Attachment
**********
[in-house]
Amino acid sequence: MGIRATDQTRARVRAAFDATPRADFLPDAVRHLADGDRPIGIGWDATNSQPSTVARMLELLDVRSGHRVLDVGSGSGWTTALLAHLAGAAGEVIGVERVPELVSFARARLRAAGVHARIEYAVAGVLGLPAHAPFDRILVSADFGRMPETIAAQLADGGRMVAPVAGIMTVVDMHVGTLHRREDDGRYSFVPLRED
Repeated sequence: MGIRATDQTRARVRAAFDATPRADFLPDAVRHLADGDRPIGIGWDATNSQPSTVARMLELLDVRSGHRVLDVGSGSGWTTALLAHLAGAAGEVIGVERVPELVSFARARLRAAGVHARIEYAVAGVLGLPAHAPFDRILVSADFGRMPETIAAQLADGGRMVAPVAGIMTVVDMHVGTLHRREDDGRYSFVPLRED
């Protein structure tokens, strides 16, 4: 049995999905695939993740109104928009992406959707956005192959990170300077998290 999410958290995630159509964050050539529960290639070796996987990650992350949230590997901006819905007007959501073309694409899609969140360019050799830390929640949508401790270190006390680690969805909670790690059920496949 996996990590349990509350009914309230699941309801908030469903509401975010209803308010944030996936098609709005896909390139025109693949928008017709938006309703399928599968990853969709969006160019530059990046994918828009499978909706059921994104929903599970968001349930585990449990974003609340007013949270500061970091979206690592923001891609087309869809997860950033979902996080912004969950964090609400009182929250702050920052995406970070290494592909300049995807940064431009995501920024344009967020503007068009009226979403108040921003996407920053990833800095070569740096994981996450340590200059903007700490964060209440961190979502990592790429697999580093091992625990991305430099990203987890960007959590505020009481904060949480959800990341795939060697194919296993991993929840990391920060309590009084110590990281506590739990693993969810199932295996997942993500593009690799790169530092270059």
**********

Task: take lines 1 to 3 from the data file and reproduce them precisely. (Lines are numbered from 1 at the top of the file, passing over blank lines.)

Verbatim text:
[in-house]
Amino acid sequence: MGIRATDQTRARVRAAFDATPRADFLPDAVRHLADGDRPIGIGWDATNSQPSTVARMLELLDVRSGHRVLDVGSGSGWTTALLAHLAGAAGEVIGVERVPELVSFARARLRAAGVHARIEYAVAGVLGLPAHAPFDRILVSADFGRMPETIAAQLADGGRMVAPVAGIMTVVDMHVGTLHRREDDGRYSFVPLRED
Repeated sequence: MGIRATDQTRARVRAAFDATPRADFLPDAVRHLADGDRPIGIGWDATNSQPSTVARMLELLDVRSGHRVLDVGSGSGWTTALLAHLAGAAGEVIGVERVPELVSFARARLRAAGVHARIEYAVAGVLGLPAHAPFDRILVSADFGRMPETIAAQLADGGRMVAPVAGIMTVVDMHVGTLHRREDDGRYSFVPLRED